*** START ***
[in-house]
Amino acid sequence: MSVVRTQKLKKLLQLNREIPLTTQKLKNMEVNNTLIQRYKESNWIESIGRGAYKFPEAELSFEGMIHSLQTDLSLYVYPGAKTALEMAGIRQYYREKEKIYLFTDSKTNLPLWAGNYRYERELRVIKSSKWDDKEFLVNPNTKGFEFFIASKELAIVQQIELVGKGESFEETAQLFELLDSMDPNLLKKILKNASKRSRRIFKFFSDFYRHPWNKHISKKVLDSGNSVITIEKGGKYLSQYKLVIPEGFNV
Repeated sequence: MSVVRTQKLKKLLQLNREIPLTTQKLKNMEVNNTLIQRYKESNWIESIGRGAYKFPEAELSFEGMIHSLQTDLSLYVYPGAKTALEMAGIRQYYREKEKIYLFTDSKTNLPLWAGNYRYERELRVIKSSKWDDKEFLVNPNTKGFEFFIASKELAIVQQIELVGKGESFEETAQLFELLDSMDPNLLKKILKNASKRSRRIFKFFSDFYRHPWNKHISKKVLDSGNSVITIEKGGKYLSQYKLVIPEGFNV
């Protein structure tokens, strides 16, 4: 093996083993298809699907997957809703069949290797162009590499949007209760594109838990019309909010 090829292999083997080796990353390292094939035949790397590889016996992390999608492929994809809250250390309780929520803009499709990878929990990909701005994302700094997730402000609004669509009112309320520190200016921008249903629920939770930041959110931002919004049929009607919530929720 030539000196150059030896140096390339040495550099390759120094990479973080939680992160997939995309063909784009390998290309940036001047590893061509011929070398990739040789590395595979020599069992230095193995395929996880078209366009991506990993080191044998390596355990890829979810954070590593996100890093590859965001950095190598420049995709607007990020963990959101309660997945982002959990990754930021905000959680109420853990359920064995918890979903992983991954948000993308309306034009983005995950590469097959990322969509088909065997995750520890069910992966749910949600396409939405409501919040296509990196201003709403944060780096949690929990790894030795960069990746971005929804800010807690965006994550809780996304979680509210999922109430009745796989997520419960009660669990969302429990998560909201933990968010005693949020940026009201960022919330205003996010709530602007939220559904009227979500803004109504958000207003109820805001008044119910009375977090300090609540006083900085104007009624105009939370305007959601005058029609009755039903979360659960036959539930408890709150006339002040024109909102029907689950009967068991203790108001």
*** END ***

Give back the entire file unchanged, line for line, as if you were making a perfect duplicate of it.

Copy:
[in-house]
Amino acid sequence: MSVVRTQKLKKLLQLNREIPLTTQKLKNMEVNNTLIQRYKESNWIESIGRGAYKFPEAELSFEGMIHSLQTDLSLYVYPGAKTALEMAGIRQYYREKEKIYLFTDSKTNLPLWAGNYRYERELRVIKSSKWDDKEFLVNPNTKGFEFFIASKELAIVQQIELVGKGESFEETAQLFELLDSMDPNLLKKILKNASKRSRRIFKFFSDFYRHPWNKHISKKVLDSGNSVITIEKGGKYLSQYKLVIPEGFNV
Repeated sequence: MSVVRTQKLKKLLQLNREIPLTTQKLKNMEVNNTLIQRYKESNWIESIGRGAYKFPEAELSFEGMIHSLQTDLSLYVYPGAKTALEMAGIRQYYREKEKIYLFTDSKTNLPLWAGNYRYERELRVIKSSKWDDKEFLVNPNTKGFEFFIASKELAIVQQIELVGKGESFEETAQLFELLDSMDPNLLKKILKNASKRSRRIFKFFSDFYRHPWNKHISKKVLDSGNSVITIEKGGKYLSQYKLVIPEGFNV
């Protein structure tokens, strides 16, 4: 093996083993298809699907997957809703069949290797162009590499949007209760594109838990019309909010 090829292999083997080796990353390292094939035949790397590889016996992390999608492929994809809250250390309780929520803009499709990878929990990909701005994302700094997730402000609004669509009112309320520190200016921008249903629920939770930041959110931002919004049929009607919530929720 030539000196150059030896140096390339040495550099390759120094990479973080939680992160997939995309063909784009390998290309940036001047590893061509011929070398990739040789590395595979020599069992230095193995395929996880078209366009991506990993080191044998390596355990890829979810954070590593996100890093590859965001950095190598420049995709607007990020963990959101309660997945982002959990990754930021905000959680109420853990359920064995918890979903992983991954948000993308309306034009983005995950590469097959990322969509088909065997995750520890069910992966749910949600396409939405409501919040296509990196201003709403944060780096949690929990790894030795960069990746971005929804800010807690965006994550809780996304979680509210999922109430009745796989997520419960009660669990969302429990998560909201933990968010005693949020940026009201960022919330205003996010709530602007939220559904009227979500803004109504958000207003109820805001008044119910009375977090300090609540006083900085104007009624105009939370305007959601005058029609009755039903979360659960036959539930408890709150006339002040024109909102029907689950009967068991203790108001």